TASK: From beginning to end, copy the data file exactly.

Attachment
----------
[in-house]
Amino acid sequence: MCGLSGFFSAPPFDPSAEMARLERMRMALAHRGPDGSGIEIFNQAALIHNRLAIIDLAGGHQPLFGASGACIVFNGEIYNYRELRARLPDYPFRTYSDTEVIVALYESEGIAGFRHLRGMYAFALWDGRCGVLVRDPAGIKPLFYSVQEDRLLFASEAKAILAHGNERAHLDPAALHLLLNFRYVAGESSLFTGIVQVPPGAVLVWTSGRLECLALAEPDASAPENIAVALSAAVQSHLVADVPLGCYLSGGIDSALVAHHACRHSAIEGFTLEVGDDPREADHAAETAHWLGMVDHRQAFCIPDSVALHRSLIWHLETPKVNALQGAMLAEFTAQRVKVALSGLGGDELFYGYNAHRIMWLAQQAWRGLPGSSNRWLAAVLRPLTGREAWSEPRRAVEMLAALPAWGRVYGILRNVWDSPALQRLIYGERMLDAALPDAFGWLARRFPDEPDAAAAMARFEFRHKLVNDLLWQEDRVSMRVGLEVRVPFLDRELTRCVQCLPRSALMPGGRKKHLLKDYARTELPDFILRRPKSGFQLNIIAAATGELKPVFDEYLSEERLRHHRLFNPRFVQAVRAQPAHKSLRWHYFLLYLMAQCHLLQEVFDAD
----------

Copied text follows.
[in-house]
Amino acid sequence: MCGLSGFFSAPPFDPSAEMARLERMRMALAHRGPDGSGIEIFNQAALIHNRLAIIDLAGGHQPLFGASGACIVFNGEIYNYRELRARLPDYPFRTYSDTEVIVALYESEGIAGFRHLRGMYAFALWDGRCGVLVRDPAGIKPLFYSVQEDRLLFASEAKAILAHGNERAHLDPAALHLLLNFRYVAGESSLFTGIVQVPPGAVLVWTSGRLECLALAEPDASAPENIAVALSAAVQSHLVADVPLGCYLSGGIDSALVAHHACRHSAIEGFTLEVGDDPREADHAAETAHWLGMVDHRQAFCIPDSVALHRSLIWHLETPKVNALQGAMLAEFTAQRVKVALSGLGGDELFYGYNAHRIMWLAQQAWRGLPGSSNRWLAAVLRPLTGREAWSEPRRAVEMLAALPAWGRVYGILRNVWDSPALQRLIYGERMLDAALPDAFGWLARRFPDEPDAAAAMARFEFRHKLVNDLLWQEDRVSMRVGLEVRVPFLDRELTRCVQCLPRSALMPGGRKKHLLKDYARTELPDFILRRPKSGFQLNIIAAATGELKPVFDEYLSEERLRHHRLFNPRFVQAVRAQPAHKSLRWHYFLLYLMAQCHLLQEVFDAD